By Chet Yarbrough
By George Dyson
Narrated by Arthur Morey
The beginning of a Faustian’ bargain with the collective mind of man is revealed in George Dyson’s book, “Turing’s Cathedral”. The advent of WWII offers license to unfettered science.
Johnny Von Neumann, the brilliant Hungarian theoretician, joins the American military/industrial complex, before it was known as a “complex”, to offer mankind the fruit of a tree of knowledge. Von Neumann, through the auspices of the federal government, Princeton University, and Oswald Veblen, creates a math and engineering department that changes the world. The fruit of the math/engineering department’s labor is an inedible vacuum-tube burning, wire bound, human contraption that evolves from a mechanical monster called ENIAC
into a multitude of configurations; one that ironically became known as “Apple”. (This is not an entirely apt metaphor because Apple’s predecessors are ENIAC, MANIAC and IBM but it makes the importance of computer invention extant and impactful.)
Though this is a historical account of the invention and consequence of computer manufacture, listening to “Turing’s Cathedral” seduces one into seeing war and the military as a primary source of world technological advance; i.e. out of the destruction of war, a future is born.
What strikes one’s imagination is how critical government involvement, particularly the military, has been to research and development in science. One wonders if the computer would ever have been invented without the advance of a horrendously destructive war. At the very least, war accelerated the invention of a computer generation.
George Dyson’s book recounts the confluence of military might and computer invention when the need for calculation of ordinance trajectory and explosive impact probabilities becomes increasingly important for more efficient and impactful murder in war. Human calculations could not efficiently or effectively determine the course of a flying howitzer shell or the measured impact of a dropped flying-fortress’ bomb. What the military needed was a better calculating tool than the single human brain.
Von Neumann’s innate brilliance envisions a scientific journey; i.e. from more efficient and effective design and use of military ordinance for mass murder to a Pandora’s opening to nuclear war, and the pursuit of artificial intelligence designed to predict the future. One is driven to believe war is not that bad, except for the murdering part, and that science’s advance is a tightrope to heaven or a fall into Dante’s inferno. Von Neumann’s contribution is not limited to war; he uses his insight to a digital universe by exploring here-to-for unpredictable events like weather, the consequence of demographic change in the world, and genetic variability.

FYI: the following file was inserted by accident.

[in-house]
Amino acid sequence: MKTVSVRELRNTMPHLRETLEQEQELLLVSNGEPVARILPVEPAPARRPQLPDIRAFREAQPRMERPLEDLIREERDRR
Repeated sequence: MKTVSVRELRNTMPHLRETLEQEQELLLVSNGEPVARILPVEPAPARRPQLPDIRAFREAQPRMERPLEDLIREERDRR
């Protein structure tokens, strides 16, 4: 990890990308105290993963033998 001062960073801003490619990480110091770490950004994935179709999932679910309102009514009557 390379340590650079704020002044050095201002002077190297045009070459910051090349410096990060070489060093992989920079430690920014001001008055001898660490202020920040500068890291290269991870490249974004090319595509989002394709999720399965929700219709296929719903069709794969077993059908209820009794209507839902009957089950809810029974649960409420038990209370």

The following is a video of the first hydrogen bomb explosion in 1952: [One pilot is killed while monitoring the explosion; i.e. this pilot is the first victim of the hydrogen bomb that is 50 times the force of Hiroshima or Nagasaki’s bombs (atomic bombs that killed an estimated 200,000 human beings).] <iframe width=”420″ height=”315″ src=”http://www.youtube.com/embed/NNcQX033V_M” frameborder=”0″ allowfullscreen>iframe>
Dyson adds to the case for war’s efficacy as an engine of science when computers begin playing an important role in breaking enemy military codes, designing bomb sites, and improving accuracy of big and small projectiles. One wonders, without government, without the military, and sadly, without war, would humankind have reached into the universe in the 1960s?
This is an important book, somewhat difficult to track because of its non-linear time presentation, but a valuable insight to a giant step in the history of science. One cannot help but be troubled by the source of mankind’s twentieth century scientific leaps; so many scientific advances seem closely tied to perfection and invention of potential weapons of mass destruction.
The following interview of George Dyson gives a more sanguine view of “Turing’s Cathedral” but read or listen to the book to get a more complete picture of the book’s implications: http://www.youtube.com/embed/hF9VsUxHM9U” frameborder=”0″ allowfullscreen></iframe>